“If and only if we can’t find any market for our current vision is it appropriate to change it.”
Pivoting is a natural part of running a start-up. The lean startup theory and hypothesis-driven entrepreneurship practically demand that the entrepreneur pivot at some point in the early stages of the business. Usually, pivoting is referred to as something that a founder does in order to achieve product-market fit. Once the founder finds product-market fit, it’s time to scale. Or so the theory goes.
However, are there situations where it makes sense to pivot after product-market fit has seemingly been achieved? The textbook rental service Chegg is currently in the process of such late-stage pivoting. Chegg began as a rental service for physical textbooks and is just now beginning to feature e-textbooks, homework help, and flashcard apps on their website, looking more like a portal for college students than a textbook rental site. Arguably, Chegg achieved product-market fit with their rental service (see Steven Carpenter’s TC Teardown: http://techcrunch.com/2010/06/05/teardown-chegg/). If we believe Mr. Ries’ quote above, it is inappropriate for Chegg to change their business model as they’ve already found a market for their current model. What considerations should be taken into account when pivoting post product-market fit? Here are some questions a founder should ask him / herself:
- How will your investors react? They invested in your original business and may not be willing to risk a change since the original business model has proven itself out. Investor reaction will also impact your ability to raise the funding necessary to pivot.
- How will your customers respond? In Chegg’s case, they are pivoting from a proven current customer behavior (renting physical textbooks) to a hypothesized future customer behavior (using e-textbooks and participating in an online student education center). What if the hypothesized behavior never materializes? Will you lose current customers by pursuing this new pivot?
- How will the pivot affect you and your employees? At a time when a start-up is supposed to be focused on scaling (post product-market fit), a pivot introduces an added layer of complexity. Suddenly management and employee attention is divided between how to scale the old business while also trying to achieve product-market fit with the new business. Can the organization realistically achieve both goals? Can it achieve both goals and still function as a lean organization?
Clearly, there are many stakeholders to take into consideration when attempting a late-stage pivot. Pivots that occur before product-market fit has been achieved create less friction: investors want the firm to pivot so they can make money, customer opinion is less relevant because there are likely few customers, and the employees want the firm to pivot so their equity is worth something. However, successful late stage pivots can offer multiple benefits to the firm:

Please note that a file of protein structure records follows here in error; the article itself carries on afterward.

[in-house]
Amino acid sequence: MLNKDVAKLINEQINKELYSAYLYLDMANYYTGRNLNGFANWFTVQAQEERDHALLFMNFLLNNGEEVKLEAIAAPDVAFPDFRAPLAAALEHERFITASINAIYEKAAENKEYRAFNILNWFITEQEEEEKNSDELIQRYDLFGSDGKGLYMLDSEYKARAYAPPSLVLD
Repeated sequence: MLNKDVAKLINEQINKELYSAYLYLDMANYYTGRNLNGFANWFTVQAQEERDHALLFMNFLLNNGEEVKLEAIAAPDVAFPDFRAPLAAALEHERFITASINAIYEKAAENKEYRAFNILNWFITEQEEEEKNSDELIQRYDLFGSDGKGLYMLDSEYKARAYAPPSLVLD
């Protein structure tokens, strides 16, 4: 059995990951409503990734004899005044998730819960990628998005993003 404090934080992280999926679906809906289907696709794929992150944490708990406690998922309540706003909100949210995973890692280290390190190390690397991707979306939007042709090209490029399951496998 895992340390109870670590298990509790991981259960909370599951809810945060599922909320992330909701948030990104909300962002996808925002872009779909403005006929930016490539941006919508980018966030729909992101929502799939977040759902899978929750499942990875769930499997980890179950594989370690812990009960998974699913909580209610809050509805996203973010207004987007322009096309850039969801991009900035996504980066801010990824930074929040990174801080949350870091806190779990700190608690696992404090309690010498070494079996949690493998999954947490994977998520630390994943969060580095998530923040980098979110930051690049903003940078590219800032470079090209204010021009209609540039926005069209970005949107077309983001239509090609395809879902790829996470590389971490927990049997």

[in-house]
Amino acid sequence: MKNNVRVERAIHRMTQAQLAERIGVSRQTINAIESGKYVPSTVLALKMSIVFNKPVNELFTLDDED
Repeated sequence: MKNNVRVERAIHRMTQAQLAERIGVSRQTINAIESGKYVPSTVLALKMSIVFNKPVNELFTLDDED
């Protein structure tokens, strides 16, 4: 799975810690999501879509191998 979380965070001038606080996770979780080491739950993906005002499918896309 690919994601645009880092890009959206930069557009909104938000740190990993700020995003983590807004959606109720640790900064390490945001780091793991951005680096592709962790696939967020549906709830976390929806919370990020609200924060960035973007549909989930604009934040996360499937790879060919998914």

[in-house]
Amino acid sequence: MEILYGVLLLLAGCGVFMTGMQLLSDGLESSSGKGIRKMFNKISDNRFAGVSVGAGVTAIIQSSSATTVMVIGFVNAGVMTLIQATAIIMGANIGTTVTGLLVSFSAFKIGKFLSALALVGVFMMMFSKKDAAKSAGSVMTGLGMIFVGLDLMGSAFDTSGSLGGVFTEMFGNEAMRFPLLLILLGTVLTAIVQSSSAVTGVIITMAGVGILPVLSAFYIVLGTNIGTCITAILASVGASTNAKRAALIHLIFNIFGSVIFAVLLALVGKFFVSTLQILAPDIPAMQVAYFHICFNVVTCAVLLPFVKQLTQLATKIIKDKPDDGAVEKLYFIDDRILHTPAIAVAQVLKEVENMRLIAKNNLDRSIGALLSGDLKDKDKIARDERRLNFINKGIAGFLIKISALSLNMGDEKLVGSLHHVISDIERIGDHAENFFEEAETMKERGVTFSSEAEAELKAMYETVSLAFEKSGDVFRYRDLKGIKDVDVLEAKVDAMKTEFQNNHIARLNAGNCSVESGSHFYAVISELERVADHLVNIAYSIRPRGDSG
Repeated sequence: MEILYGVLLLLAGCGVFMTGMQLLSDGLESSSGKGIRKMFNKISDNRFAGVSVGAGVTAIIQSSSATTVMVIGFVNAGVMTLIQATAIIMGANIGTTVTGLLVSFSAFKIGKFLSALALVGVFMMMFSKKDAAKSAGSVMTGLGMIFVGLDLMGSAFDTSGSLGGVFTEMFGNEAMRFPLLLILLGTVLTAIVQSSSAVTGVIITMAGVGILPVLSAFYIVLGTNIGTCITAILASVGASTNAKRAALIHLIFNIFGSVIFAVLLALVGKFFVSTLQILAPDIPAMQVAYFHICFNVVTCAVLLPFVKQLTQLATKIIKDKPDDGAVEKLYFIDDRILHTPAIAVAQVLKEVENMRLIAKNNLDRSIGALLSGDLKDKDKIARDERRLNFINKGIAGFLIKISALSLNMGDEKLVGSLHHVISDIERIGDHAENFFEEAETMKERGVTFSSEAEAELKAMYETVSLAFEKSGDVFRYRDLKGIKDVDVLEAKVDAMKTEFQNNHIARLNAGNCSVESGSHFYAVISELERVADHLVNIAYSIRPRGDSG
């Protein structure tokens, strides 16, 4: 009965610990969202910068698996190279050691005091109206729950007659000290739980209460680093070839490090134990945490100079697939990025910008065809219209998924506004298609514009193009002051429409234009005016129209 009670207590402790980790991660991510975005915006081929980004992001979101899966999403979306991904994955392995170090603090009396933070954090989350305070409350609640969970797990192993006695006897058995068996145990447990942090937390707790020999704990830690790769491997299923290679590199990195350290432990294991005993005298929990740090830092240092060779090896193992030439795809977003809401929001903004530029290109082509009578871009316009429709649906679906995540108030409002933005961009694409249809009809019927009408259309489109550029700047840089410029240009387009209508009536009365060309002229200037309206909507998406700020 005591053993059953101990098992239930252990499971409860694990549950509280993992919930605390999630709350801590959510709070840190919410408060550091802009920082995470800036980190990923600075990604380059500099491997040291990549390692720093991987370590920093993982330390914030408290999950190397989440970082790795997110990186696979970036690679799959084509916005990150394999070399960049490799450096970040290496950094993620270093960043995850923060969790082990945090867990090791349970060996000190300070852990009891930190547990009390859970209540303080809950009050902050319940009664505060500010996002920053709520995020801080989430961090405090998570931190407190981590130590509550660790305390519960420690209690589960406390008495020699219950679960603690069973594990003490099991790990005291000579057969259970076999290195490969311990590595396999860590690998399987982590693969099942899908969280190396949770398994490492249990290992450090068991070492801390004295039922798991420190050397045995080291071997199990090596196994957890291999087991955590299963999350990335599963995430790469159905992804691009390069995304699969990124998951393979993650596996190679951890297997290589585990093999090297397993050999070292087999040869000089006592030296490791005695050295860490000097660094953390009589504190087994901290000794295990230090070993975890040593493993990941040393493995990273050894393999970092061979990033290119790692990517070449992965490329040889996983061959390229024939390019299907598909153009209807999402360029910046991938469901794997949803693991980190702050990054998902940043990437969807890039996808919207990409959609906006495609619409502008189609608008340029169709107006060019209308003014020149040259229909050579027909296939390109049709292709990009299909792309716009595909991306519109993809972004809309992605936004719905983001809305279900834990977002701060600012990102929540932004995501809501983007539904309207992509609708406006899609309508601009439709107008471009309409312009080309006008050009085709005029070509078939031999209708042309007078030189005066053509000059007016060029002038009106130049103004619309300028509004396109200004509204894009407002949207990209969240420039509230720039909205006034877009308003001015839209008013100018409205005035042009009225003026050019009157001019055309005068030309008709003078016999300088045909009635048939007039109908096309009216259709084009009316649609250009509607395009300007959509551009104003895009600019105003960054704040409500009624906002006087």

- Late stage pivots can pre-empt competition or imminent changes in consumer behavior. In the case where a start-up knows with some certainty that their market is changing, the firm may need to pivot in order to remain relevant. In the case of Chegg, it is a very reasonable assumption that their market (students) will transition to using e-textbooks in the near future, so a pivot to e-textbooks, although late-stage, may be necessary.
- Late stage pivots may help a company cross the adoption chasm (from early-stage adopters to mainstream). A company may achieve product-market fit with their target consumers, but, in doing so, may realize that their target market is but a small niche within a much bigger market. A pivot at this stage can allow the company to move past the chasm and into a larger market.
- Late stage pivots can improve the monetization model for a start-up. In particular, if a start-up has a particularly lumpy revenue model (e.g. due to seasonality) or if the business model has high fixed costs (e.g. inventory), then a pivot to a model with smoother revenue or lower fixed costs may be hugely beneficial to the business in the long run and help pre-empt competition.
Late stage pivots can offer large benefits to start-ups who handle them correctly and pivot for the right reasons. In reality, the line between scaling and pivoting is blurry. Is Chegg’s move to e-textbooks and a student platform really a pivot or is it simply scaling the business? When Rent-the-Runway began renting accessories and selling cosmetics, were they pivoting or scaling? Sometimes start-ups need to start with a simple business proposition like renting textbooks in order to achieve the scale and data needed to realize a larger vision. As Eric Ries puts it:
“Successful startups change directions but stay grounded in what they've learned. They keep one foot in the past and place one foot in a new possible future.”